clock menu more-arrow no yes

Filed under:

Robotic ship aims to retrace the Mayflower’s journey

Four centuries later, this robotic Mayflower has no human crew or passengers and is piloted by artificial intelligence in a project aimed at revolutionizing marine research.

Technicians lower the Mayflower Autonomous Ship into the water at its launch site for its first outing on water since being built in Turnchapel, Plymouth in southwest England. The robot ship on Tuesday began a trans-Atlantic crossing that could take up to three weeks.
Technicians lower the Mayflower Autonomous Ship into the water at its launch site for its first outing on water since being built in Turnchapel, Plymouth in southwest England. The robot ship on Tuesday began a trans-Atlantic crossing that could take up to three weeks.
Alastair Grant / AP

SWANSEA, Wales — Four centuries and one year after the Mayflower departed from Plymouth, England, on a historic sea journey to America, another trailblazing vessel with the same name has set off to retrace the voyage.

This Mayflower, though, is a sleek, modern robotic ship that is carrying no human crew or passengers. It’s being piloted by sophisticated artificial intelligence technology for a trans-Atlantic crossing that could take up to three weeks in a project aimed at revolutionizing marine research.

IBM — which built the cutting-edge, $1.3 million ship with the nonprofit marine research organization ProMare — said the Mayflower Autonomous Ship began its trip early Tuesday.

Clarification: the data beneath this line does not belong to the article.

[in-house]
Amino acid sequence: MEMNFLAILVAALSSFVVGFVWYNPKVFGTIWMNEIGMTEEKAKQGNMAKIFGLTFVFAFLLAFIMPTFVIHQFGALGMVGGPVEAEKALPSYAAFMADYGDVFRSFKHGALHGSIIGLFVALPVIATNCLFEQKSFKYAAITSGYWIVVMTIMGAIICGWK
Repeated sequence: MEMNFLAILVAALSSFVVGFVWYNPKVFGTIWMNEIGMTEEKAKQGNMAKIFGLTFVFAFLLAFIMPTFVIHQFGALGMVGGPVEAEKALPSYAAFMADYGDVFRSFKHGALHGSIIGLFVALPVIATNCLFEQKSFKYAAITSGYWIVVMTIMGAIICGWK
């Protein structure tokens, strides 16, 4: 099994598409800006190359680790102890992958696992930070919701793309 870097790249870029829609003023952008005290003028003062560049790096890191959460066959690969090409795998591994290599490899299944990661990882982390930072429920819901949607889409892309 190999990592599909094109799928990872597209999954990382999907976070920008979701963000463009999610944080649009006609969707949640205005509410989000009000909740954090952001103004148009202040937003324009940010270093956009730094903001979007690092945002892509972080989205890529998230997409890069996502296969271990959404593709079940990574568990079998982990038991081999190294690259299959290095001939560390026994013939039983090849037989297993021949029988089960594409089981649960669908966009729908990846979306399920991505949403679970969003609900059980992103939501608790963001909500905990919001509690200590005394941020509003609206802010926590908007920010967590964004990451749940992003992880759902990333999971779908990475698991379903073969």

Charting the path of its 1620 namesake, the Mayflower is set to land at Provincetown on Cape Cod before making its way to Plymouth, Massachusetts.

If successful, it would be the largest autonomous vessel to cross the Atlantic.

The new Mayflower’s journey initially had been set for last year, part of 400th anniversary commemorations of the original ship’s voyage carrying Pilgrim settlers to New England.

Its launch was delayed by the coronavirus pandemic, and more recently, by bad weather throughout May, IBM spokesman Jonathan Batty said.

Batty said the delay allowed for the fitting of a unique feature of the ship: an electric “tongue” that can provide instant analysis of the ocean’s chemistry, called Hypertaste.

“It’s a brand new piece of equipment that’s never been created before,” Batty said.

The ship is also carrying mementos from people at either end of the journey, such as rocks, personal photos and books.

The Mayflower project aims to usher in a new age for automated research ships. Its designers hope it will be the first in a new generation of high-tech vessels that can explore ocean regions that are too difficult or dangerous for people to go to.

The 50-foot trimaran, propelled by a solar-powered hybrid electric motor, bristles with artificial intelligence-powered cameras and dozens of onboard sensors that will collect data on ocean acidification, microplastics and marine mammal conservation.